As a figure of significant spiritual import, Brigit is honored each year with a holiday known in Gaelic as Lá Fhéile Bríde (the Festival of Brigit). This event is associated with the ancient Celtic festival of Imbolc (or Oímealg), which marked the beginning of spring. Etymologically, the word "Oímealg" is related to "lactation," and indeed the festival occurred when pregnant ewes began lactating: a sign not only of impending lambs, but also of the coming of spring (and an honoring of the milky nature of Brigit). Lá Fhéile Bríde has been Christianised as the feast of St. Brigit on February 1, the eve of the feast of the presentation of Christ in the Temple, or Candlemas.

Just as the lines separating the goddess and the saint are fuzzy and indistinct, so too the line between the ancient pagan agricultural festival and the Christian holy day is both blurry and thin. Many folk customs survive in traditional Gaelic regions of Ireland and Scotland associated with the Festival of Brigit; while such traditions have for centuries been practiced within a clearly Christian framework, they appear to have ancient Celtic roots, thus linking the observance with the goddess of old.

Brigit in Ireland Today

Whether you consider her a saint or a goddess (or both), if you are interested in Brigit you will find her energies very much a part of Ireland today. Two locations particularly connected with her are Kildare (obviously enough) located southwest of Dublin, and a holy well in the small village of Liscannor, located on the west coast just south of the Cliffs of Moher.

Kildare features a statue of Saint Brigit in the town square, which in turn is located in the shadow of a small but lovely cathedral. On the cathedral close is a magnificently preserved medieval round tower and the restored foundations of the site believed to be where Brigit's fire was tended for over a thousand years. Several blocks from the cathedral is the Solas Bhríde Community, where Brighidine sisters continue to tend a sacred flame in honor of Brigit, and minister according to her example, offering hospitality and witnessing for peace.

Many holy wells in Ireland are dedicated to Brigit (including two beautiful ones in Kildare), but perhaps the most famous is the lovely well of Liscannor in County Clare. The grounds of the well feature a cemetery on a hilltop, a garden with a statue of the saint, and a small building that houses the well itself. In this building pilgrims and supplicants leave various statues, rosaries, and other "offerings" to Brigit and the healing powers of her holy waters. At certain times of the year, devotees to Brigit gather at this and other holy wells for "patterns," rituals dedicated to honoring the sacred energies of the well. Although such patterns usually involve the rosary and other Catholic devotions, they undoubtedly have their roots in similar rites performed by the pagans of ancient times.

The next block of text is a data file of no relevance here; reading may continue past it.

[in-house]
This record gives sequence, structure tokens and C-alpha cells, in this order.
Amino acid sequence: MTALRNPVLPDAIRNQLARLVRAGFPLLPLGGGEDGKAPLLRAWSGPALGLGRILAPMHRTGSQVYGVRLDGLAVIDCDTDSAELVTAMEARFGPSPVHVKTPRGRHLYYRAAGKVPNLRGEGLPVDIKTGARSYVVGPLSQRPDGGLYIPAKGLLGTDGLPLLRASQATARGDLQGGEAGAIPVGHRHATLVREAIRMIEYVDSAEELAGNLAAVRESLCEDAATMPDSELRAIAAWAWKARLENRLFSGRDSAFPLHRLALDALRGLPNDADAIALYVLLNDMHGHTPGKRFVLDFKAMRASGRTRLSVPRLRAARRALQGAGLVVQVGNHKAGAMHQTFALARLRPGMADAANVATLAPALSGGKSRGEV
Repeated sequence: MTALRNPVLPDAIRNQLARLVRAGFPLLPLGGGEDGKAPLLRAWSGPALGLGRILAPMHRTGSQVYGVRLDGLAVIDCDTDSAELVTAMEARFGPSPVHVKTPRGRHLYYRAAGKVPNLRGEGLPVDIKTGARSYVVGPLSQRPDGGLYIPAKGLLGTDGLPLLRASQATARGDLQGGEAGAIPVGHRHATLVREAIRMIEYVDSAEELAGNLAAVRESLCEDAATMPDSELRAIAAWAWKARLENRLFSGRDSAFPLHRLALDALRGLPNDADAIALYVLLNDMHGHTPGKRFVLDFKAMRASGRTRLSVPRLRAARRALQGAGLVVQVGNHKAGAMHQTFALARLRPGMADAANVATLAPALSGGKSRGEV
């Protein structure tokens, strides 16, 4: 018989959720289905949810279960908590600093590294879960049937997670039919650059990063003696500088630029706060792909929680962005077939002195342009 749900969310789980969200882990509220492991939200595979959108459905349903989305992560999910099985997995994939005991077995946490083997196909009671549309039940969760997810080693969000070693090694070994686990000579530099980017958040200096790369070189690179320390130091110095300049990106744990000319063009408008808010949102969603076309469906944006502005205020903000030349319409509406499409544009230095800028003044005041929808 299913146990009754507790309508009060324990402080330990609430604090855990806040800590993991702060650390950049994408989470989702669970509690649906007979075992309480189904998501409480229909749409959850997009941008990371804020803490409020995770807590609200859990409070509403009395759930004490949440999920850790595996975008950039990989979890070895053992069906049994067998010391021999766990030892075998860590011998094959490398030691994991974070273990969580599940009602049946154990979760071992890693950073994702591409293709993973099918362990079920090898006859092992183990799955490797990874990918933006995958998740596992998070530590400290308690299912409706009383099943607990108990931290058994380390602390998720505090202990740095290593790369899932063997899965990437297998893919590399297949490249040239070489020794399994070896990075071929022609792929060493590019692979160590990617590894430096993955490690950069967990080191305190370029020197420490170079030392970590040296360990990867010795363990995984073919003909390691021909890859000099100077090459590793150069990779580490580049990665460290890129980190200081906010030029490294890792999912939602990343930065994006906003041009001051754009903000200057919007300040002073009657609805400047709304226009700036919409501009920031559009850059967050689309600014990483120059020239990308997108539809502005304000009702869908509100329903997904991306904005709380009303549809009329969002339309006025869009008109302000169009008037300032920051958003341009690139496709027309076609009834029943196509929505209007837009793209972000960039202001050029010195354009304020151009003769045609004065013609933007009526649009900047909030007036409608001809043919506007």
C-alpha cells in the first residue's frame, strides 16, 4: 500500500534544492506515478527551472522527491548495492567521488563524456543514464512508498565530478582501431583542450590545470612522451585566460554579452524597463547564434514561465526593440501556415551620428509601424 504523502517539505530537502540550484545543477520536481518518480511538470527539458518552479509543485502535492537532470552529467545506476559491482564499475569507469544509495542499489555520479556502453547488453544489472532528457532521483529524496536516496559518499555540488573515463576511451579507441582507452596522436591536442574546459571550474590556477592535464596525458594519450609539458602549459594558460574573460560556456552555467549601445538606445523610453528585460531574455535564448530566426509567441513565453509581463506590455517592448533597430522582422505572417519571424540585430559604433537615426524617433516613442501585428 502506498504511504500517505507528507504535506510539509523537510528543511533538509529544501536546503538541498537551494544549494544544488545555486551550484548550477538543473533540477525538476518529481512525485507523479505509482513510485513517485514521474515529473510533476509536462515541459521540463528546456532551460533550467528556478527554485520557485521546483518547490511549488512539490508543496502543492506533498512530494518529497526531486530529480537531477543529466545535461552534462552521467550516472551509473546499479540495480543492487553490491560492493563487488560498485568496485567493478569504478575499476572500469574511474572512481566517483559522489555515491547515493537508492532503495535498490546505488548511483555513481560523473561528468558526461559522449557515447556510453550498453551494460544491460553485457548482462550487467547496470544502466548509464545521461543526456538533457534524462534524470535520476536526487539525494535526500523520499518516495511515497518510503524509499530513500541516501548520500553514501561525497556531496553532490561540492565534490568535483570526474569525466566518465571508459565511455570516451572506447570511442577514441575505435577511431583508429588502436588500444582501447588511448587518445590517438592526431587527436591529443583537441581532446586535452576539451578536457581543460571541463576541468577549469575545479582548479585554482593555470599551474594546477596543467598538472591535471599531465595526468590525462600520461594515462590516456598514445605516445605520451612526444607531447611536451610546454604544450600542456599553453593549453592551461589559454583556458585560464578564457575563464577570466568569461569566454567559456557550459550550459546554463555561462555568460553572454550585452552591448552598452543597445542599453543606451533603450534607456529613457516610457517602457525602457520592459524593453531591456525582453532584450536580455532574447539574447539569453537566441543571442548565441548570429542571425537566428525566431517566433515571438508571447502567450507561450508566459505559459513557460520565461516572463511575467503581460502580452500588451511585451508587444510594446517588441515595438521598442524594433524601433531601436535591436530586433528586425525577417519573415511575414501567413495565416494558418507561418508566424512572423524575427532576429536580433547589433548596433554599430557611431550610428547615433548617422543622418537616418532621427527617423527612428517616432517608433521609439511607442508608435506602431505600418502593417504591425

Brigit for tomorrow

From the sacred fire of Kildare, to the folk customs of Imbolc, to the promise of healing associated with holy wells, many aspects of Brigit's traditions cross the line separating pagan from Christian. Is the saint just the goddess having undergone a Christian "makeover"? Or does she represent a pious historical figure who drew inspiration from both her pagan heritage and the Christian gospel? We'll never know for sure, and perhaps the true value of Brigit lies not in trying to determine how "Christian" or "pagan" she is, but rather to honor her for the way in which she bridges both worlds (pardon the pun).

From the sacred fire of Kildare, to the folk customs of Imbolc, to the promise of healing associated with holy wells, many aspects of Brigit's traditions cross the line separating pagan from Christian. Is the saint just the goddess having undergone a Christian "makeover"? Or does she represent a pious historical figure who drew inspiration from both her pagan heritage and the Christian gospel? We'll never know for sure, and perhaps the true value of Brigit lies not in trying to determine how "Christian" or "pagan" she is, but rather to honor her for the way in which she bridges both worlds (pardon the pun).

When I visited Kildare in 2002, I met Sister Mary Minehan, one of the Brighidine nuns who tend the current flame. She showed me where the fire is kept, in a humble shrine at the corner of a meditation room. Above it is a beautiful painting of a balance set of scales. I brazenly asked the Sister point blank, "So do you believe Brigit is a goddess or a saint, or both?" She smiled and directed me to look at the picture of the scales. "I think it's all a matter of balance, now, don't you?" Humbled by her eloquent refusal to take sides on an old spiritual squabble, I silently nodded my agreement.